Are these beyond cute or what?
The Anniel ballerina slippers give new meaning to fashion, function, comfort, chic. Yes, I do wear them outside -- if it isn't raining and I've pretty much given up on snow this year, but no, I wouldn't wear them in snow. However, they are so easy to slip into my bag I don't think twice about changing from sensible to snappy.

The gold ones I showed you will stay in the house. They are my new slipper/slippers. Since they are fabric I think this is a good decision. They're so cute.
Serious, investment, but incredibly important as a fashion color statement. . .

Aren't they sweet with their sparkle and little grosgrain bows?

Never, ever, ever in my life have I bought so many pairs of shoes at one time. It was as if I was possessed. Terrifying, but tantalizing if you know what I mean.

I may never buy shoes again. Maybe.

Oh yes, you asked me why the sales have legislated start and stop dates which, if not observed can result in a hefty fine. The reason, apparently, is unfair competition. Retailers circumvent the laws by calling markdowns "promotions" whenever they feel so inclined.

Monday, January 16, 2012

And, The Winner Is. . .


Leslie's beautiful cards, each signed by her, will be sent off to Kabrina. Her name was pulled out of the hat (a beret) by My-Reason-For-Living-In-France.

If you want to know more about Leslie, click here. If you wish to meet Kabrina -- I just discovered her today -- click here. She writes beautifully and she has a story to tell, a story of courage, optimism and joy.

Kabrina, please e-mail me at tishjett@yahoo.com with your mailing details. Thank you and congratulations!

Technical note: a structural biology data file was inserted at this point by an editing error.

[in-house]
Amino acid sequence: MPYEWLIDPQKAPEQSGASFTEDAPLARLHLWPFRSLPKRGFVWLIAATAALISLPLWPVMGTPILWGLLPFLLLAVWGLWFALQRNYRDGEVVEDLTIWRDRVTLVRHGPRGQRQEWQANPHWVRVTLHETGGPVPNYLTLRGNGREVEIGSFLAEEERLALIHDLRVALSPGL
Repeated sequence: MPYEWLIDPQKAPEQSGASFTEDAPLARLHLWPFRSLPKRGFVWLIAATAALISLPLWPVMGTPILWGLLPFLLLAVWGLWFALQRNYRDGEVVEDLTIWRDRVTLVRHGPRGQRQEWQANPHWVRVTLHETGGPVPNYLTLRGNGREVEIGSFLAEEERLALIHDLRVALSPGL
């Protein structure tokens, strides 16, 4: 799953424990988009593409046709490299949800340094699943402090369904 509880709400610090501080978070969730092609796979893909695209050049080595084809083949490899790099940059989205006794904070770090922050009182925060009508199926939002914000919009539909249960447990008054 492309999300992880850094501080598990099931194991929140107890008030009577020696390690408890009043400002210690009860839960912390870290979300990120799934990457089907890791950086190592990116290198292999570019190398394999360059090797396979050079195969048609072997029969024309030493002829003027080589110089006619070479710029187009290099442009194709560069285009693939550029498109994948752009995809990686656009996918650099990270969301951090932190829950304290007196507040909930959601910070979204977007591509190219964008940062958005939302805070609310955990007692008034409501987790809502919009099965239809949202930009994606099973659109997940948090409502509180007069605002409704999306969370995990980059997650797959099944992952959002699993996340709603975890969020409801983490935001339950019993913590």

Coming up. . . more Kusmi Tea.

It's still January and if you haven't gotten around to your new year's detox, it's not -- it's never -- too late. Tell me please if you would like to be put into the beret for the drawing to be announced next Monday.

A demain.

Sunday, January 15, 2012

Next Week or La Semaine Prochaine



It's quite amazing really. I think I know what I'll be doing every day of the upcoming week -- unless I get sidetracked by something phenomenal and timely that requires immediate sharing with you.

In no particular order (except the Monday giveaway), here's what's on the calendar for the week ahead:

1.) Winner of the gorgeous cards giveaway --http://www.afemmeduncertainage.blogspot.com/2012/01/heart-mind-soul-giveaway.html -- and another giveaway coming up.

2.) Happiness -- a scientific study. The French need to get happy.

3.) News & Views.

4.) My new shoes. Yes, there are more. . .

5.) A French Survey -- it's a surprise (!)

6.) A Weekend in the French countryside.

7.) Another day like today only different.

Weather report: It's getting colder and colder, more frost, glorious sunshine. Dogs happy. Fire in the fireplace. All is right with the world.

Hope you're having a lovely Sunday.

A demain mes trés, trés, trés chers amis.

Saturday, January 14, 2012

A Weekend In The Country



They are not coming down today or any time soon. They make me happy.

Weather report: Crisp and cold, gorgeous sun, frost dusting everything in the garden.

I hope you have a beautiful weekend.

A demain with the weekly line-up.

Friday, January 13, 2012

My New Shoes




No point in not being frank: I went berserk. Yes I did. I've got a thing for ballerinas and when they're marked down 50 to 60 percent. . . Well, I just can't help it. I try, really I do, but I can't.

Here are two pairs I bought from my favorite boutique in the town next to ours. (I'll photograph the others and show you next week.) To be perfectly honest, I didn't buy them only for me. Andrea will have some too.


If you do not already know about Anniel shoes, they are the Repetto of Italy i.e., originally made for dancers. The quality is excellent, the price somewhere around one-third to sometimes one-half of Repettos. Whereas Repetto runs small for its size, Anniel runs somewhat larger. They are a dream to wear, sublimely comfortable.